A radio science perspective on long-duration meteor trails

Akshay Malhotra, John D. Mathews, Julio Urbina

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29 Scopus citations


Nonclassical radar meteor echoes or range spread trail echoes (RSTEs), lasting from tens of seconds to over 15 min, have been a subject of considerable interest and speculation in the community ever since they were first observed in the 1940s. Using data collected from the Jicamarca Radio Observatory 50 MHz VHF radar in June 2006, we find that many properties of RSTEs can be explained largely from a radio science perspective. On a statistical basis, RSTEs of duration >15 s are observed exclusively from scatterers in the k{box drawings light up and horizontal}B (k = radar wave number; B = geomagnetic field) region apparently as the result of trail evolution parallel to B, forming approximately Fresnel-zone sized scattering regions thus narrowing the scattering pattern. This result implies that the initial irregularity structures in the meteor trail exhibit a wide scattering pattern that can be seen from anywhere in the radar beam given sufficient radar sensitivity but once the trail significantly elongates along B, it can be detected only from the k{box drawings light up and horizontal}B region of the radar. This conclusion has far-reaching implications to current interpretations of instability development in RSTEs as the location of the meteoroid trajectory relative to the narrow k{box drawings light up and horizontal}B region strongly determines observed RSTE properties such as onset time relative to the head echo and trail lifetime as functions of altitude. That is, a RSTE event viewed by two closely spaced identical radars would have different properties. Meteoroid size, energy, and fragmentation as well as radar properties such as frequency, beam pattern, and absolute sensitivity play obvious roles as well.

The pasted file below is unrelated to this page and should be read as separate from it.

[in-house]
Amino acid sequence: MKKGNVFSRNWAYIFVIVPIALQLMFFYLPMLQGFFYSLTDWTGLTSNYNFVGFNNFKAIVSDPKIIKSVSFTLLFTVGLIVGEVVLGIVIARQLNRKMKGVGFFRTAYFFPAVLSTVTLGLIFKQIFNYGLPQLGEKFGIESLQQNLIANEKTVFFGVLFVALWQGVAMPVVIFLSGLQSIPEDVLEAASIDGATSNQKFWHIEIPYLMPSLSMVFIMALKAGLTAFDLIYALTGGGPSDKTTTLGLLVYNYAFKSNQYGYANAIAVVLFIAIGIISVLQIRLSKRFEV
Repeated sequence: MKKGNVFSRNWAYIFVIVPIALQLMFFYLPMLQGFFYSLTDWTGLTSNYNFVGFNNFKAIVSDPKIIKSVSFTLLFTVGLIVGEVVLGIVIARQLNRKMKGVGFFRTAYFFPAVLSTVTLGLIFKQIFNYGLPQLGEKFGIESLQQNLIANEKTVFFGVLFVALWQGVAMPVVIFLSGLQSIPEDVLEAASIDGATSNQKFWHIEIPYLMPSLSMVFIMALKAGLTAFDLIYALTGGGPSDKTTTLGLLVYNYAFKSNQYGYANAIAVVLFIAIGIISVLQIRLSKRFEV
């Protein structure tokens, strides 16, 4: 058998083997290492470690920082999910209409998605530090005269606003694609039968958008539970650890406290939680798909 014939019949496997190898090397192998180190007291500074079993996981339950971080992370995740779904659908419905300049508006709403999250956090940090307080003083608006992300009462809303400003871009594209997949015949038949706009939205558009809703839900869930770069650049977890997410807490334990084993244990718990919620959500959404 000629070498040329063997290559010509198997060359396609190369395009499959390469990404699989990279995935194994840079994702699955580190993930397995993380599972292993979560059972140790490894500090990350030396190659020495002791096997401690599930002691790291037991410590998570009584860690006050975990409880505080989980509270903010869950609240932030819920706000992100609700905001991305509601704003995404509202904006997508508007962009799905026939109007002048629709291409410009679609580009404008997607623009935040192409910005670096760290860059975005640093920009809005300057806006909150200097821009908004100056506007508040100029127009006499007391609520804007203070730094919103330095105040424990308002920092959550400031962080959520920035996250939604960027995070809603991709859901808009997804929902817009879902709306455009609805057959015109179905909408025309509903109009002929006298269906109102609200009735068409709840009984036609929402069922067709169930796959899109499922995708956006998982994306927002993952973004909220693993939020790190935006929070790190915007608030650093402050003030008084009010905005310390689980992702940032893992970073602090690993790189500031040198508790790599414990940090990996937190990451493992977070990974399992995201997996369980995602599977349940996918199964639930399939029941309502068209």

Original languageEnglish (US)
Pages (from-to)A12303
JournalJournal of Geophysical Research: Space Physics
Issue number12
StatePublished - Dec 1 2007

All Science Journal Classification (ASJC) codes

  • Geophysics
  • Space and Planetary Science


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